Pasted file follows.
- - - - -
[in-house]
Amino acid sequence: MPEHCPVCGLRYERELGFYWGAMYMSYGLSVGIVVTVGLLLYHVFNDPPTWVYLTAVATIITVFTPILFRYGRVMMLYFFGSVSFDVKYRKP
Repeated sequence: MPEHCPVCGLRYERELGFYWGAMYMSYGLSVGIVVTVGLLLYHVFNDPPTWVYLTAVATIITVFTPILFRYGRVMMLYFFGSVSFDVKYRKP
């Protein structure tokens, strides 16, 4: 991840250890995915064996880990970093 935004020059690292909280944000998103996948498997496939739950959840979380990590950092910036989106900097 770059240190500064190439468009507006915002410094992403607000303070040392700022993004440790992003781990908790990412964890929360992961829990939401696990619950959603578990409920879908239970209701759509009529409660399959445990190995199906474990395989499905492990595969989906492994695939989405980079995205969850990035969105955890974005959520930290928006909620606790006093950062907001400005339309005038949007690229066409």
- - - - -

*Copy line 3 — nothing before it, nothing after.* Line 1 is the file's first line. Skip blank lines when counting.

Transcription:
Repeated sequence: MPEHCPVCGLRYERELGFYWGAMYMSYGLSVGIVVTVGLLLYHVFNDPPTWVYLTAVATIITVFTPILFRYGRVMMLYFFGSVSFDVKYRKP